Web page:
For many years, the Rolex Explorer II was considered a kind of runner-up to the GMT-Master. While the GMT-Master exudes the cosmopolitan flair of jet-setters and business travelers, the Explorer II’s image is considerably less glamorous. Originally designed to be a tool watch for speleologists, the first model caught the eye of very few buyers. But for those looking to get their hands on an affordable Rolex, the Explorer II was and continues to be attractive because its prices are (at least for now) well below those of the GMT-Master. At the same time, prices for the Explorer II – as with just about every Rolex – continue to soar. Despite a slight downturn in recent months, the Explorer II has done very well over the past two years in terms of price performance.
Have we piqued your curiosity? Find out more about individual models and references below.
Rolex Explorer II Reference 1655 – Orange hand
A fixed GMT bezel, a date complication, and a GMT hand that has earned it the moniker “orange hand”: When Rolex introduced the Explorer II 1655 in 1971, the Genevan watchmaker garnered a very lukewarm response from enthusiasts and specialists alike. While the Explorer I was a simple “three-hander,” its successor delivered new features and a look that left more than a few people scratching their heads. These included minute indices in both five-minute and two-and-a-half-minute intervals. The hand set was also different; instead of the characteristic Rolex Mercedes hands, the Explorer II had pencil-style hands. For many, this watch was simply a bit too “busy” and difficult to read. It’s hard to imagine, but in its early days, the 1655, like the Rolex Daytona a decade prior, gathered its fair share of dust on dealer shelves.
The Explorer II’s extremely narrow market focus probably contributed to this. As opposed to the GMT-Master, the Explorer II did not display a second time zone. Its fixed 24-hour bezel and orange GMT hand merely indicated whether it was AM or PM. Ideal for those spending extended periods of time in places like caves. In the 1970s, however, there was apparently an insufficient number of these kinds of explorers to support a market for this timepiece. The Explorer II 1655 only found a wider public upon its discontinuation between 1984 and 1985.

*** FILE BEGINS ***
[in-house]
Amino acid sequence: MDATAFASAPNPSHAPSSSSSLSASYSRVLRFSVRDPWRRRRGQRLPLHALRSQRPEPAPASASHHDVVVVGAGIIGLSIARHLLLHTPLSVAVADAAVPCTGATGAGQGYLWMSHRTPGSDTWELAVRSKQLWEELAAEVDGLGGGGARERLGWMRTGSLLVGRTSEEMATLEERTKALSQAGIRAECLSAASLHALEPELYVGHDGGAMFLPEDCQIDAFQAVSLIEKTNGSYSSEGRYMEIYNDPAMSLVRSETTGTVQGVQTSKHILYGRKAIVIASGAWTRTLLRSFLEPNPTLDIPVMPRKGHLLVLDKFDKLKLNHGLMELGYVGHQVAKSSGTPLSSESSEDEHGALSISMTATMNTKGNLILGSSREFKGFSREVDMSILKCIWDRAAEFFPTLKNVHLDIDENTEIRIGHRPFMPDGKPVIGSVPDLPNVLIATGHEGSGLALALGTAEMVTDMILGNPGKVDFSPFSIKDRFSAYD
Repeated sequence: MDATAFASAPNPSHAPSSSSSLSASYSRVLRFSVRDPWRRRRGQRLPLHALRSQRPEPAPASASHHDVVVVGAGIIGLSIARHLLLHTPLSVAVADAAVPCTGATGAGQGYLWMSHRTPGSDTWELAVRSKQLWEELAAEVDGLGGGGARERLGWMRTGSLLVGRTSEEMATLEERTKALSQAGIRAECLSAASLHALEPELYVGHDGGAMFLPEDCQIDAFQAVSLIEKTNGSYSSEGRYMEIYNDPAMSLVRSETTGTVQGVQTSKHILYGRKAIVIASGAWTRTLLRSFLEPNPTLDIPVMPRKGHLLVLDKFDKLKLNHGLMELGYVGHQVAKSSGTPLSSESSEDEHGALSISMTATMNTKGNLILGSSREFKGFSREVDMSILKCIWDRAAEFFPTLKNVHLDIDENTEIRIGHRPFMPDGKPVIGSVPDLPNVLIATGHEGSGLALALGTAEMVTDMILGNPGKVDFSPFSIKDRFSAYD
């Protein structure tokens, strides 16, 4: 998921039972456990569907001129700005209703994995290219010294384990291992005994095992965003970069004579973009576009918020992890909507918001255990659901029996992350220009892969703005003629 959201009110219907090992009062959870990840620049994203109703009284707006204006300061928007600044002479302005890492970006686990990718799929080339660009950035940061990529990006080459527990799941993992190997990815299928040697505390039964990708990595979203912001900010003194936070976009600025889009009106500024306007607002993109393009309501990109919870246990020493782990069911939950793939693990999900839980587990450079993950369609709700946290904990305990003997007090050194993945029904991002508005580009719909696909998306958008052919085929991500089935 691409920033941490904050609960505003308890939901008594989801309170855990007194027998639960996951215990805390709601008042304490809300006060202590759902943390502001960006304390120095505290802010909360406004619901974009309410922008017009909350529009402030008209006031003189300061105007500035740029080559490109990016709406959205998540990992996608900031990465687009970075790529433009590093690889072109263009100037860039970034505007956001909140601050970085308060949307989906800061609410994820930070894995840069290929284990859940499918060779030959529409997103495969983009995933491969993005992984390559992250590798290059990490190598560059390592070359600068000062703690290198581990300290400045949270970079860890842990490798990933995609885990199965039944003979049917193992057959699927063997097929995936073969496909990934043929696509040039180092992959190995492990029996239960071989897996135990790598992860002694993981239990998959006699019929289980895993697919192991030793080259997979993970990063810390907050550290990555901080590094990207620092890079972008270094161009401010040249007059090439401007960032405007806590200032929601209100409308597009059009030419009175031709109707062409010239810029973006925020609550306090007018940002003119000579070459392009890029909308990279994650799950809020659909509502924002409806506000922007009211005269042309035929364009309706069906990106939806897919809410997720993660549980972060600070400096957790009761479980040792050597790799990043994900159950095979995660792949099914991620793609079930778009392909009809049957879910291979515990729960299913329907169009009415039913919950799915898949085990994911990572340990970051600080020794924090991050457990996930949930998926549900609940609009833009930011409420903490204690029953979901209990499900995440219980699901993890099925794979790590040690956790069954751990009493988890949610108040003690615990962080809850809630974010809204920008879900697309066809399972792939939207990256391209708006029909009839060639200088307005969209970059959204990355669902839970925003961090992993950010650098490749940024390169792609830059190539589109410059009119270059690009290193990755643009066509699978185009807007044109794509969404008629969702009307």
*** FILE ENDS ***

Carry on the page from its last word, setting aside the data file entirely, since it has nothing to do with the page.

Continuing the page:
During its relatively long 14-year production run, Rolex produced different dial and bezel variations for the Explorer II, the details of which can often be seen only upon close inspection and are designated as MK 1-5. The MK1 dial was produced from 1971 until around 1973, while the MK5 was used for the final production run between 1979 and 1984. There is simply not enough space here to fully compare and contrast the different Explorer II dials and bezels produced over the years, which is why the focus below on the Explorer II 1655 will be of a more general nature.
The Explorer II 1655 has a 39-mm Oyster case with a fixed 24-hour bezel. In contrast to the GMT-Master, which has a GMT scale with Arabic numerals for even-numbered hours and dot indices for odd-numbered hours, the bezel on the Explorer II 1655 has Arabic numerals for the even-numbered hours and vertical lines for the odd-numbered ones. These hour markers are engraved in black into the bezel. The Rolex 1655 came on a typical three-link stainless steel Oyster bracelet.
Like the GMT-Master at the time, the Explorer II was also powered by Rolex’s in-house, 26-jewel 1575 caliber, which is based on the 1570 movement and features an additional GMT hand as well as stop-seconds and a 48-hour power reserve when fully wound. It also beats at a rate of 19,800 vibrations per hour (vph), and, like all Rolex calibers, is chronometer-certified.